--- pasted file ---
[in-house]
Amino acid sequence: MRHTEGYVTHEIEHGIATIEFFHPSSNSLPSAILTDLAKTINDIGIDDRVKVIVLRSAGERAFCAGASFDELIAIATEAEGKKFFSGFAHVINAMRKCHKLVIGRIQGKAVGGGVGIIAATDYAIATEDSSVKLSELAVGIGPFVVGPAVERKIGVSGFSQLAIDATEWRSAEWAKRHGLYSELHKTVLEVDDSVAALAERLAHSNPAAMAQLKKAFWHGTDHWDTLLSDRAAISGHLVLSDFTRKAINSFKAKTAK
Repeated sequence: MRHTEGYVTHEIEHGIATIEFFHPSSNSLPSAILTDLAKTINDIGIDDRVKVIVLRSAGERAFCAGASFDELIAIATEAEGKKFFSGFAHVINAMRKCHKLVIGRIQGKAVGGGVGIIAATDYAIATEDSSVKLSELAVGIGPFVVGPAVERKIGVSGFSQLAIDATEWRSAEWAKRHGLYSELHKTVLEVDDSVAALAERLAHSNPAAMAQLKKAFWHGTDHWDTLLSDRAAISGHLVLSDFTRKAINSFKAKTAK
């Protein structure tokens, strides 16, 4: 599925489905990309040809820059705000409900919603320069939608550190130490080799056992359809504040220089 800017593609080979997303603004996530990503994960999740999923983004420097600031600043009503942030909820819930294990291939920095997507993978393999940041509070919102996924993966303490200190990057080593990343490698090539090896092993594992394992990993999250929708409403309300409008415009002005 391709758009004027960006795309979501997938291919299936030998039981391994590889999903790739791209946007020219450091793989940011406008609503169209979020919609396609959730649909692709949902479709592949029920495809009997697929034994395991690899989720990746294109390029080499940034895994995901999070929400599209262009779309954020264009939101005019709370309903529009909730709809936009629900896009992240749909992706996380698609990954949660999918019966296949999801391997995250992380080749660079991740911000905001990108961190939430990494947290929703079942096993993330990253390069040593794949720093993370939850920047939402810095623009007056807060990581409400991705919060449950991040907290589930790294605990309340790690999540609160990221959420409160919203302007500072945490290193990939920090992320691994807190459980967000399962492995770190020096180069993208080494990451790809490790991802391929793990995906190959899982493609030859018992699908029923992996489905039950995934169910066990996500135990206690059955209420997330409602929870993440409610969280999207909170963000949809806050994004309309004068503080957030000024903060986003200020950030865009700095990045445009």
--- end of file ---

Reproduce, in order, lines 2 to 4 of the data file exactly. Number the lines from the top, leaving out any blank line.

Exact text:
Amino acid sequence: MRHTEGYVTHEIEHGIATIEFFHPSSNSLPSAILTDLAKTINDIGIDDRVKVIVLRSAGERAFCAGASFDELIAIATEAEGKKFFSGFAHVINAMRKCHKLVIGRIQGKAVGGGVGIIAATDYAIATEDSSVKLSELAVGIGPFVVGPAVERKIGVSGFSQLAIDATEWRSAEWAKRHGLYSELHKTVLEVDDSVAALAERLAHSNPAAMAQLKKAFWHGTDHWDTLLSDRAAISGHLVLSDFTRKAINSFKAKTAK
Repeated sequence: MRHTEGYVTHEIEHGIATIEFFHPSSNSLPSAILTDLAKTINDIGIDDRVKVIVLRSAGERAFCAGASFDELIAIATEAEGKKFFSGFAHVINAMRKCHKLVIGRIQGKAVGGGVGIIAATDYAIATEDSSVKLSELAVGIGPFVVGPAVERKIGVSGFSQLAIDATEWRSAEWAKRHGLYSELHKTVLEVDDSVAALAERLAHSNPAAMAQLKKAFWHGTDHWDTLLSDRAAISGHLVLSDFTRKAINSFKAKTAK
């Protein structure tokens, strides 16, 4: 599925489905990309040809820059705000409900919603320069939608550190130490080799056992359809504040220089 800017593609080979997303603004996530990503994960999740999923983004420097600031600043009503942030909820819930294990291939920095997507993978393999940041509070919102996924993966303490200190990057080593990343490698090539090896092993594992394992990993999250929708409403309300409008415009002005 391709758009004027960006795309979501997938291919299936030998039981391994590889999903790739791209946007020219450091793989940011406008609503169209979020919609396609959730649909692709949902479709592949029920495809009997697929034994395991690899989720990746294109390029080499940034895994995901999070929400599209262009779309954020264009939101005019709370309903529009909730709809936009629900896009992240749909992706996380698609990954949660999918019966296949999801391997995250992380080749660079991740911000905001990108961190939430990494947290929703079942096993993330990253390069040593794949720093993370939850920047939402810095623009007056807060990581409400991705919060449950991040907290589930790294605990309340790690999540609160990221959420409160919203302007500072945490290193990939920090992320691994807190459980967000399962492995770190020096180069993208080494990451790809490790991802391929793990995906190959899982493609030859018992699908029923992996489905039950995934169910066990996500135990206690059955209420997330409602929870993440409610969280999207909170963000949809806050994004309309004068503080957030000024903060986003200020950030865009700095990045445009």